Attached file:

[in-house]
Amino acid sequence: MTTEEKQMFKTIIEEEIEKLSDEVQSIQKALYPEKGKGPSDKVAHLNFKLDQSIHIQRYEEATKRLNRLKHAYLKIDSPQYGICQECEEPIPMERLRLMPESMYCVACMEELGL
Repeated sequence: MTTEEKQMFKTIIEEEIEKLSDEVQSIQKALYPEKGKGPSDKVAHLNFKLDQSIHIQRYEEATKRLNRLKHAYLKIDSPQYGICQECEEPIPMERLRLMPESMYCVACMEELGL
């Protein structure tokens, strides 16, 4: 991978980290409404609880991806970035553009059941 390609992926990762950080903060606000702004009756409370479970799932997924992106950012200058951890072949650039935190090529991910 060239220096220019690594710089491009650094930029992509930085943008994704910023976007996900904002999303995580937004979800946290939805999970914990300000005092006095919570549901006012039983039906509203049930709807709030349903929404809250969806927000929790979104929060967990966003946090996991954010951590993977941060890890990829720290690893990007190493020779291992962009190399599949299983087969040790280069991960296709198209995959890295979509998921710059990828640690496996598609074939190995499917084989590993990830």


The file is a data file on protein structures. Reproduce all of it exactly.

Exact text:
[in-house]
Amino acid sequence: MTTEEKQMFKTIIEEEIEKLSDEVQSIQKALYPEKGKGPSDKVAHLNFKLDQSIHIQRYEEATKRLNRLKHAYLKIDSPQYGICQECEEPIPMERLRLMPESMYCVACMEELGL
Repeated sequence: MTTEEKQMFKTIIEEEIEKLSDEVQSIQKALYPEKGKGPSDKVAHLNFKLDQSIHIQRYEEATKRLNRLKHAYLKIDSPQYGICQECEEPIPMERLRLMPESMYCVACMEELGL
């Protein structure tokens, strides 16, 4: 991978980290409404609880991806970035553009059941 390609992926990762950080903060606000702004009756409370479970799932997924992106950012200058951890072949650039935190090529991910 060239220096220019690594710089491009650094930029992509930085943008994704910023976007996900904002999303995580937004979800946290939805999970914990300000005092006095919570549901006012039983039906509203049930709807709030349903929404809250969806927000929790979104929060967990966003946090996991954010951590993977941060890890990829720290690893990007190493020779291992962009190399599949299983087969040790280069991960296709198209995959890295979509998921710059990828640690496996598609074939190995499917084989590993990830």